What’s next for Xbox Cloud Gaming: Windows 10 app, server blade upgrades, and PC Games?

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Microsoft’s Xbox Cloud Gaming technology is expanding to new platforms today, with the company now sending the first invites to the limited beta on Windows 10 PC and Apple phones and tablets. Microsoft has teamed up with a company named Rainway to bring its Xbox Cloud Gaming technology to web browsers, and the private beta will work on Microsoft Edge, Google Chrome, and Apple Safari.

Even though Microsoft didn’t explicitly mention it yesterday, Xbox Cloud Gaming on Windows 10 PCs will also be available via a dedicated app that leaked some time ago. Indeed, the official FAQ for Xbox Cloud Gaming on xbox.com mentions that "cloud gaming will be available both on Xbox.com and in a Windows 10 app later this year.”

Another thing that Microsoft didn’t mention yesterday is the availability of the web version of Xbox Cloud Gaming on Xbox consoles. The service currently works on the new Chromium-based Edge browser that is currently in testing with select Xbox Insiders, but we don’t know yet if a native app for Xbox consoles is also on the way. Answering a Twitter question yesterday about Xbox Cloud Gaming officially coming to Xbox consoles, Xbox head Phil Spencer replied that “At some point it will, not yet.”

The head of Xbox replied to a couple of other interesting Xbox Cloud Gaming related questions on Twitter yesterday. Confirming what we already knew about the server blades upgrades planned to replace the ageing Xbox One S consoles powering Xbox Cloud Gaming today, Spencer said that this is “already in internal testing” with no further details. Currently, Microsoft’s Xbox Cloud Gaming servers can stream games at a 720p resolution, but a previous report mentioned that the company had started testing 1080p streaming internally.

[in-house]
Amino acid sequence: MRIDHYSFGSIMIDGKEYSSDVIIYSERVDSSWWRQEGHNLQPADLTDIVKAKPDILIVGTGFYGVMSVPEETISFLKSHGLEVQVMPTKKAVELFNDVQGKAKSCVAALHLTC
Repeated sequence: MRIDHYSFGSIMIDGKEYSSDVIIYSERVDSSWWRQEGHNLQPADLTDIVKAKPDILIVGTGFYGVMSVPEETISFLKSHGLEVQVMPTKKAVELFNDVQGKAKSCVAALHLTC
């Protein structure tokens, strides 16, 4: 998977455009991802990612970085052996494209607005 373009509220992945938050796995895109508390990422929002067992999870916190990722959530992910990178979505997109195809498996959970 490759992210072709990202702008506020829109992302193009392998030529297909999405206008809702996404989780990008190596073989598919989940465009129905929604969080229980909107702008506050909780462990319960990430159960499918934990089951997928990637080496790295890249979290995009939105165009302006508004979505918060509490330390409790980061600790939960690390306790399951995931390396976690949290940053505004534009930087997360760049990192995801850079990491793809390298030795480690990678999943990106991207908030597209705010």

Last but not least, Phil Spencer confirmed yesterday that the company is planning to bring PC games to Xbox Cloud Gaming in the future. "PC games will come, focused on console games now,” the exec said, adding that developers would first need to embrace cross-saves for that to happen.

 

Putting Xbox One consoles in server blades was probably the best way for Microsoft to get started with its cloud gaming service, and the company also deserves credit for bringing touch controls support to an increasing number of cloud-enabled games. However, Xbox Cloud Gaming doesn't support mouse and keyboard input right now, unlike other cloud gaming services such as GeForce Now, Amazon Luna, or Google Stadia.

Xbox Game Pass for PC is a great subscription service for PC gamers, but it would be even better with a cloud gaming component. Microsoft definitely needs to catch up to the competition in the coming years, but as Spencer said, the company's Azure cloud should be a big advantage.

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